Estate Planning Isn’t Just For The Elderly

Happy, smiling couple in their sixties.

Sharing is Caring?  Pros and Cons of Communicating Your (Estate) Plan

By: Lauren C. Enea, Esq.

Clients often fall into two categories: those who want their children and loved ones involved in their estate plan and those who simply do not. When asked which is better, my answer is often “it really depends on your family dynamics and circumstances.”  I typically believe that as people age, greater communication and understanding of the situation by my clients’ family and children is helpful in the event of an emergency or upon one’s passing.  However, learning of a windfall inheritance, for example, can do “funny” things to people.  In rare circumstances you will hear stories of elder financial abuse being committed by “trusted” family members.   If you are planning to discuss your estate plan with your children and/or loved ones, here are a few tips I can share:

  1. Communication helps set expectations

One of the biggest challenges in estate planning is that each generation has different values, investment priorities and expectations as to who should be involved in the safeguarding and distribution of assets after a parent or loved one passes away.  It is important for you to communicate your goals and wishes to your children and loved ones who will be handling your affairs in the event of your incapacity or death.  For example, if you have four children and are only choosing two to act as Co-Executors, it may be helpful to explain why you are choosing those children: perhaps they are geographically located near you, or perhaps you are appointing your executors in age order or based on their knowledge of financial matters. Similarly, setting expectations for how you would or would not want your money spent in the event of incapacity can be extremely helpful to your appointed agents and successor trustees so they can ensure your wishes are followed.  The same can be said for medical decision making and communicating your medical wishes, conditions, medications and doctor information to your agent named in your health care proxy.

  1. Communication avoids need to first locate assets upon incapacity or death

When you do not communicate what your assets are to those who will be receiving and/or able to access your assets upon incapacity or death, it immediately creates the issue of locating and marshaling your assets.  By making sure that you keep an updated list of your assets, account holdings, contact information for financial advisors, accountants and attorneys you use, you will be helping set your family up for success when transitioning into a decision making role for you.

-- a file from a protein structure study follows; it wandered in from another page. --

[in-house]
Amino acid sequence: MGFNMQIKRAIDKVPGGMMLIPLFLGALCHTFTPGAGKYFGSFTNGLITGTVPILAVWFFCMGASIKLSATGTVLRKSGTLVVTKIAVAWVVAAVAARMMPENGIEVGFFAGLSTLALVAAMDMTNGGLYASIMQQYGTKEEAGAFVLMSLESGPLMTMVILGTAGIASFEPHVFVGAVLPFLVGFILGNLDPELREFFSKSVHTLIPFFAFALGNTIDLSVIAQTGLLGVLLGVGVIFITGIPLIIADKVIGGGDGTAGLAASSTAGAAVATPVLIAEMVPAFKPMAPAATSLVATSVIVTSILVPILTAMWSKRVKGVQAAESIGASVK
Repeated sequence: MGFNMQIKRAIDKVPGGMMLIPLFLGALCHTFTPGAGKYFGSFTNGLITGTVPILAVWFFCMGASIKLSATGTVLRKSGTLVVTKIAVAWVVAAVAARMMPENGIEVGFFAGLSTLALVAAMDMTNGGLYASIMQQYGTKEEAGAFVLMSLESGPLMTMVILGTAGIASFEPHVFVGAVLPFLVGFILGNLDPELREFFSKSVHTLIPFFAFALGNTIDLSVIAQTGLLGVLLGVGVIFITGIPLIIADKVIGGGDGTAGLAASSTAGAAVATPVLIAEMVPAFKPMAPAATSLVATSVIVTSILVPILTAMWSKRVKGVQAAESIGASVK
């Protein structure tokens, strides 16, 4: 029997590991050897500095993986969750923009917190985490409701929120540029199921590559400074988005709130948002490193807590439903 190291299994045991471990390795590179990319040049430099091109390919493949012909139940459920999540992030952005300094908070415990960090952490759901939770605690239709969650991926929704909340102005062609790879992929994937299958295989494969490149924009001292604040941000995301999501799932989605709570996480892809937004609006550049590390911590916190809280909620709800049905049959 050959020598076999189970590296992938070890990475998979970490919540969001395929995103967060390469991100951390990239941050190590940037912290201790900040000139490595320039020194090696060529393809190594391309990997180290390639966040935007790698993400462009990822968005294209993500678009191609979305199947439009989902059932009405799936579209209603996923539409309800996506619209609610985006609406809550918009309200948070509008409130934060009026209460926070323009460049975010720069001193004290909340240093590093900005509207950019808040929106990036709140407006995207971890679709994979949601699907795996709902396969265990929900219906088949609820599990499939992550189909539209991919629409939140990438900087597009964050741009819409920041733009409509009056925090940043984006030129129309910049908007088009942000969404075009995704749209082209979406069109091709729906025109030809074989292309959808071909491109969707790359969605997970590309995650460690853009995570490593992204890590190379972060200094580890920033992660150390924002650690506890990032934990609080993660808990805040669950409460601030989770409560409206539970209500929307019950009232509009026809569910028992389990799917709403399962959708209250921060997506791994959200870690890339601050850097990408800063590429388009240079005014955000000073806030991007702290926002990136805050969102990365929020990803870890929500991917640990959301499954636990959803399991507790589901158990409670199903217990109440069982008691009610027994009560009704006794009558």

1. Communication can create tax efficient plans

Estate planning and transfer of wealth not only affect the individual creating the plan, but their children and future generations as well.  For example, for individuals with larger and potentially taxable estates, transfer of wealth between generations may require information as to your children’s net worth in order to ensure that you are passing wealth to them in a tax efficient way.   Lifetime Trusts or generation skipping transfers to grandchildren or more remote descendants may want to be utilized in order to avoid creating a tax liability for your children, especially when they have potential for a taxable estate due to their own personal wealth. Kicking the Estate Tax bill down the road should be considered.

  1. Communication and access are not the same

Clients are sometimes concerned that by communicating their estate plan to their children they are giving them access and the ability to start “calling the shots.”  Access to funds does not need to be given in order for family to be prepared when a loved one passes away or becomes incapacitated.  The goal should be to ensure that mechanisms are in place and legal documents are executed to allow for access to be provided when needed.  For example, a child does not need to be added as a joint owner on a bank account, but granting them Power of Attorney and the ability to make financial decisions when necessary may suffice. Additionally, the information communicated does not need to be extremely detailed.  For individuals who are hesitant to share the details of their finances and net worth, it may be sufficient for them to simply state to their children / loved ones that they created an estate plan and named their children as those “in charge” if they were to become incapacitated or pass away.  The children should then be given the contact information of the attorney who was used to create the estate plan and their parent’s accountant so they can obtain proper guidance when the time is right.  Your attorneys and trusted advisors could also be provided a list of assets and additional information to share with the children.

In closing, while communication can be difficult, I have found that opening the lines of communication can set your family up for success during difficult times.  It can also significantly decrease the likelihood of conflict, disagreements and disappointment when a plan is not what a loved one anticipated.


Enea, Scanlan & Sirignano, LLP